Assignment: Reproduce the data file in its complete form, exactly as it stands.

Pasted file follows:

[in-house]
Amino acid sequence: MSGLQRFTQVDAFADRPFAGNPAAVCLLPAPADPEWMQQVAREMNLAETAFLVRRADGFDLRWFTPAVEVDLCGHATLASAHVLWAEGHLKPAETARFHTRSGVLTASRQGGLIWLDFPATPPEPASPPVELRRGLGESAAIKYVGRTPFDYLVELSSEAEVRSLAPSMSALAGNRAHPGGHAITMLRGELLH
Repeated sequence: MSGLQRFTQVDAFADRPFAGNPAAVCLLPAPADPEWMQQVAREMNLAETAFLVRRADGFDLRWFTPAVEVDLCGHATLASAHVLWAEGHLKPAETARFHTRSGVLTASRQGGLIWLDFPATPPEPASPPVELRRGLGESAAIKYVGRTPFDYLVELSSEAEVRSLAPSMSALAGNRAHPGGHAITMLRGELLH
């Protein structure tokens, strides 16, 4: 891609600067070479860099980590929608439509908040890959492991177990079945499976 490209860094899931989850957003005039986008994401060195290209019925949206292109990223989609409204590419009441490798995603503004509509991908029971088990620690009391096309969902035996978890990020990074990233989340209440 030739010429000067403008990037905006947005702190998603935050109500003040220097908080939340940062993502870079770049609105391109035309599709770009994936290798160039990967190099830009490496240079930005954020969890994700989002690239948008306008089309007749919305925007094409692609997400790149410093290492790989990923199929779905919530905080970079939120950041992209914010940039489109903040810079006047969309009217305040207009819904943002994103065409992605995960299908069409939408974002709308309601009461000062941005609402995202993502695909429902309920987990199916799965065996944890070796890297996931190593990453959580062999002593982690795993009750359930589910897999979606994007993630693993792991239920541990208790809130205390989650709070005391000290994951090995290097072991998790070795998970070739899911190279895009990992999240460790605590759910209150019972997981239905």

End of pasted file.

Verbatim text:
[in-house]
Amino acid sequence: MSGLQRFTQVDAFADRPFAGNPAAVCLLPAPADPEWMQQVAREMNLAETAFLVRRADGFDLRWFTPAVEVDLCGHATLASAHVLWAEGHLKPAETARFHTRSGVLTASRQGGLIWLDFPATPPEPASPPVELRRGLGESAAIKYVGRTPFDYLVELSSEAEVRSLAPSMSALAGNRAHPGGHAITMLRGELLH
Repeated sequence: MSGLQRFTQVDAFADRPFAGNPAAVCLLPAPADPEWMQQVAREMNLAETAFLVRRADGFDLRWFTPAVEVDLCGHATLASAHVLWAEGHLKPAETARFHTRSGVLTASRQGGLIWLDFPATPPEPASPPVELRRGLGESAAIKYVGRTPFDYLVELSSEAEVRSLAPSMSALAGNRAHPGGHAITMLRGELLH
């Protein structure tokens, strides 16, 4: 891609600067070479860099980590929608439509908040890959492991177990079945499976 490209860094899931989850957003005039986008994401060195290209019925949206292109990223989609409204590419009441490798995603503004509509991908029971088990620690009391096309969902035996978890990020990074990233989340209440 030739010429000067403008990037905006947005702190998603935050109500003040220097908080939340940062993502870079770049609105391109035309599709770009994936290798160039990967190099830009490496240079930005954020969890994700989002690239948008306008089309007749919305925007094409692609997400790149410093290492790989990923199929779905919530905080970079939120950041992209914010940039489109903040810079006047969309009217305040207009819904943002994103065409992605995960299908069409939408974002709308309601009461000062941005609402995202993502695909429902309920987990199916799965065996944890070796890297996931190593990453959580062999002593982690795993009750359930589910897999979606994007993630693993792991239920541990208790809130205390989650709070005391000290994951090995290097072991998790070795998970070739899911190279895009990992999240460790605590759910209150019972997981239905």